After Brexit, America Must Let Go of "More Europe"
The British electorate’s stunning vote to leave the European Union has been followed by predictions in the United States about the dire consequences of this choice. The fate of the global economy and peace itself are said to be at risk, along with the ability of the United States to deal with Russia, Islamic terrorism and other problems while undercut by a weakened EU and a UK turned inward as it undergoes a decade-long process of unwinding its European ties.
Such alarms are highly overblown. Young Europeans are not about to begin slaughtering each other in the manner of their great-grandfathers, and the claim that they will or might shows how threadbare the argument for the European project has become. In eastern Europe, war is a possibility, but it is one that the EU has failed to avert and, as in the current conflict in Ukraine, arguably has helped to create. The claim that recession in Britain will drag down the world economy is also far-fetched. The eurozone has long weighed on global growth, presenting a problem that needs to be tackled no matter what the outcome of the Brexit vote.
While it is true that disentangling the UK from the EU will take time, here as well the difficulties are overstated. Unlike in the United States, where federal law applies directly to citizens and corporate entities, EU federalism operates through the member states, which transpose union laws into national law. British legislation based on EU law will remain in place, with the proviso that Parliament now will be able to amend or repeal such laws without being taken to the European Court of Justice.
If much American commentary on the consequences of Brexit is overwrought, there is, however, one sense in which it is greatly understating the magnitude of what happened on June 23. Brexit is a shattering blow to an American policy that for more than sixty years has operated on the theory that “more Europe” was always possible, always desirable and always good for the United States. This theory is now in tatters, and U.S. policymakers must deal with its shambolic aftermath. Historic nation-states, and not just the UK, are at risk of breaking up. The EU itself is badly weakened, devoid of the sense of purpose that motivated its founders. A new basis must be found for relations between the United States and the UK, which, unless action is taken, will find itself with less access to the American market and fewer avenues of cooperation with the American people than those enjoyed by countries geographically and culturally more distant and far less central to U.S. interests.
U.S. policy did not cause the current shambles, but it contributed mightily to it through the single-minded pursuit of an approach to Europe that rejected any alternative to integration along the lines propounded in Brussels. We have reached the end of a long road to nowhere. U.S. policymakers now must adopt a new and more flexible mindset.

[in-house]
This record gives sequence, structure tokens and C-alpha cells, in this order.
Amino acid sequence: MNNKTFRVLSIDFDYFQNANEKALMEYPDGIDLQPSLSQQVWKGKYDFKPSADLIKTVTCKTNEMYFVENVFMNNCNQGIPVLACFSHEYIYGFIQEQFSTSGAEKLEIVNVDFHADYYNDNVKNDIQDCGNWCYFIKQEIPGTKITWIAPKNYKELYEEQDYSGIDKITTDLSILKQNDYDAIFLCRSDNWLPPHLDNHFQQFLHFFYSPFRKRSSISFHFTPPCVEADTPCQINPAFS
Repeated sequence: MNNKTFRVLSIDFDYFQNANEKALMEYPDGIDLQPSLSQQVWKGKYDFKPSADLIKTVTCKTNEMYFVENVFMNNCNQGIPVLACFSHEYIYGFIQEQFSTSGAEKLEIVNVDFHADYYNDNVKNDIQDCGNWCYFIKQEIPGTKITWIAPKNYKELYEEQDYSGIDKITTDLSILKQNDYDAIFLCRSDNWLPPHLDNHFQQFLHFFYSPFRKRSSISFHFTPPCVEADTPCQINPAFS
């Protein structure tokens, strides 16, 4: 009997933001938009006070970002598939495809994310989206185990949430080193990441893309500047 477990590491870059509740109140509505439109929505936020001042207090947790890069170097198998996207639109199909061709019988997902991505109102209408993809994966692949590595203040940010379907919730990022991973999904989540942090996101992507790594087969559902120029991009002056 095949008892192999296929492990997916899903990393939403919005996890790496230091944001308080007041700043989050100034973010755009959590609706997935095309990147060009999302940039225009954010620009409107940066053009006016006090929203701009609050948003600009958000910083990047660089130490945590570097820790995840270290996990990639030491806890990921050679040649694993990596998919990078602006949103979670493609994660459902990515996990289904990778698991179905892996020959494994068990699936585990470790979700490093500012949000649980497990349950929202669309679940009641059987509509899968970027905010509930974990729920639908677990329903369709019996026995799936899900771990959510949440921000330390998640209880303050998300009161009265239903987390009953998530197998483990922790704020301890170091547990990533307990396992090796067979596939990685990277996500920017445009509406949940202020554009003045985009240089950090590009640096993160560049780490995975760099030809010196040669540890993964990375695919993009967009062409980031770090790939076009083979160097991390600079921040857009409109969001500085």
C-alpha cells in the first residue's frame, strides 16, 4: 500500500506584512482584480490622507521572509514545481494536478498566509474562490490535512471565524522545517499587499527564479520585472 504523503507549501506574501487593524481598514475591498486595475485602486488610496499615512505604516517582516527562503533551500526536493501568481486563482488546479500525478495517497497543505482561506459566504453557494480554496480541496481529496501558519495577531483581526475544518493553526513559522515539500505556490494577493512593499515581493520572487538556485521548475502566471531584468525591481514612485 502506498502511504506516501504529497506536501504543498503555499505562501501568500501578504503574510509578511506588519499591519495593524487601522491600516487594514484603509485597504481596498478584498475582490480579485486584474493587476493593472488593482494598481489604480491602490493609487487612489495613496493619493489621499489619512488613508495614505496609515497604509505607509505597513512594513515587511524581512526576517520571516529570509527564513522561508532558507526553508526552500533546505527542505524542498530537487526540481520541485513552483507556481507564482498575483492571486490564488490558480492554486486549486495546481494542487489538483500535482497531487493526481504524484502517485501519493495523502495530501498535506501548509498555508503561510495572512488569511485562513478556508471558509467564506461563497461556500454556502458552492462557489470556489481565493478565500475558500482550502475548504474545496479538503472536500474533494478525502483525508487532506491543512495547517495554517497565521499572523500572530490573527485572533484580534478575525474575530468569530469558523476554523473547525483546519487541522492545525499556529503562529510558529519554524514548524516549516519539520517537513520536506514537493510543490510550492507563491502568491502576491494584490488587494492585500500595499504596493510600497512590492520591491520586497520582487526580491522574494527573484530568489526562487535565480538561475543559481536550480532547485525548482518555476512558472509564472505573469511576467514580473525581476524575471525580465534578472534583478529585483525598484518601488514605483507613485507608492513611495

Dean Acheson, the greatest of the postwar secretaries of state, was also perhaps the last to take a pragmatic, commonsense view of European integration. He supported European unity to the extent that the Europeans themselves wanted it, but he was sympathetic to the need of the battered nations of Europe to rebuild their identities after World War II, and declined to use the Marshall Plan or NATO to compel the Europeans to unite, as even then advocates of the “dumbbell” model of Atlantic relations were urging. As he wrote in his memoirs, he was skeptical of Jean Monnet’s “fanatical zeal for supranational points of view.”
This changed after Acheson. The Republicans under Eisenhower were still shedding the isolationism that had made them fierce opponents of aid to Britain and France against Hitler. A federal Europe was the magic bullet that would make unnecessary the permanent stationing of U.S. troops in Europe. Reinforced by his own admiration for Monnet, John Foster Dulles backed the ill-fated European Defense Community long after it had any chance of becoming a reality. While enthusiastically supporting the Common Market, notwithstanding the economic discrimination that lay at the heart of the enterprise, Dulles declined to back a British proposal for a wider European Free Trade Agreement intended to head off the UK’s isolation from the continent.
The Kennedy administration was even more single-minded in its pursuit of integration along federalist lines. Led by Under Secretary of State George W. Ball, Monnet’s American lobbyist and lawyer, the United States pressured the UK to apply for membership in the European Community. The administration expunged the “Atlantic Community” from its vocabulary in favor of an “Atlantic Partnership,” said to be composed of two equals, the United States and an enlarged EC. To advance the partnership, the administration proposed special U.S.-EC trade arrangements and cooked up a crazy scheme, the Multilateral Nuclear Force, which it was hoped would promote the federation of Europe and encourage Britain and France to abandon their national nuclear arsenals. In the end the EC rejected the trade agreement, the MLF collapsed under its own weight and French president Charles de Gaulle vetoed Britain’s bid for EC membership.